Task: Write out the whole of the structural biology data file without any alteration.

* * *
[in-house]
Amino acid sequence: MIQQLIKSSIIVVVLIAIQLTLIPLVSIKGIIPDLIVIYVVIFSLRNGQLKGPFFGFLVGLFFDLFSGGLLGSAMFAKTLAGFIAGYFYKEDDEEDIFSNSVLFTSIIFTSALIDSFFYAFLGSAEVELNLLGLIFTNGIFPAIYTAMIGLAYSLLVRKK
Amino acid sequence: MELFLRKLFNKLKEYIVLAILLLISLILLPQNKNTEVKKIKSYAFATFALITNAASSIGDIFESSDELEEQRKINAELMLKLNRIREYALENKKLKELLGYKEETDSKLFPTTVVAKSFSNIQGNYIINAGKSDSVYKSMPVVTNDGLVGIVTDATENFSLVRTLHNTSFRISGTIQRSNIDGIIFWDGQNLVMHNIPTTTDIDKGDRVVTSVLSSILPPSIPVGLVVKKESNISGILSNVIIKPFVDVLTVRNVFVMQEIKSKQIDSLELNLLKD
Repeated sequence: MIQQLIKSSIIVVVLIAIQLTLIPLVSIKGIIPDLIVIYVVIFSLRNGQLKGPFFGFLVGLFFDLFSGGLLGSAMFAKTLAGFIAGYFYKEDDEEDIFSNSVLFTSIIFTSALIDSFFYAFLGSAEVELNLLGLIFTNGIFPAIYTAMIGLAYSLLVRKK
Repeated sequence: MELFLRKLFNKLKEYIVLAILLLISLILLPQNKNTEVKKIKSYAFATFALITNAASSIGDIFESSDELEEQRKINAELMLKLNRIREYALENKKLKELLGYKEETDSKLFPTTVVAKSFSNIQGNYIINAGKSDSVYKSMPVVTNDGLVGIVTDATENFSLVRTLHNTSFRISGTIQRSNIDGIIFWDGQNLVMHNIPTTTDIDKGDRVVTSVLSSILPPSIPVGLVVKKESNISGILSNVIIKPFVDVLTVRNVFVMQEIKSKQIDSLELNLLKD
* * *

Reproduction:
[in-house]
Amino acid sequence: MIQQLIKSSIIVVVLIAIQLTLIPLVSIKGIIPDLIVIYVVIFSLRNGQLKGPFFGFLVGLFFDLFSGGLLGSAMFAKTLAGFIAGYFYKEDDEEDIFSNSVLFTSIIFTSALIDSFFYAFLGSAEVELNLLGLIFTNGIFPAIYTAMIGLAYSLLVRKK
Amino acid sequence: MELFLRKLFNKLKEYIVLAILLLISLILLPQNKNTEVKKIKSYAFATFALITNAASSIGDIFESSDELEEQRKINAELMLKLNRIREYALENKKLKELLGYKEETDSKLFPTTVVAKSFSNIQGNYIINAGKSDSVYKSMPVVTNDGLVGIVTDATENFSLVRTLHNTSFRISGTIQRSNIDGIIFWDGQNLVMHNIPTTTDIDKGDRVVTSVLSSILPPSIPVGLVVKKESNISGILSNVIIKPFVDVLTVRNVFVMQEIKSKQIDSLELNLLKD
Repeated sequence: MIQQLIKSSIIVVVLIAIQLTLIPLVSIKGIIPDLIVIYVVIFSLRNGQLKGPFFGFLVGLFFDLFSGGLLGSAMFAKTLAGFIAGYFYKEDDEEDIFSNSVLFTSIIFTSALIDSFFYAFLGSAEVELNLLGLIFTNGIFPAIYTAMIGLAYSLLVRKK
Repeated sequence: MELFLRKLFNKLKEYIVLAILLLISLILLPQNKNTEVKKIKSYAFATFALITNAASSIGDIFESSDELEEQRKINAELMLKLNRIREYALENKKLKELLGYKEETDSKLFPTTVVAKSFSNIQGNYIINAGKSDSVYKSMPVVTNDGLVGIVTDATENFSLVRTLHNTSFRISGTIQRSNIDGIIFWDGQNLVMHNIPTTTDIDKGDRVVTSVLSSILPPSIPVGLVVKKESNISGILSNVIIKPFVDVLTVRNVFVMQEIKSKQIDSLELNLLKD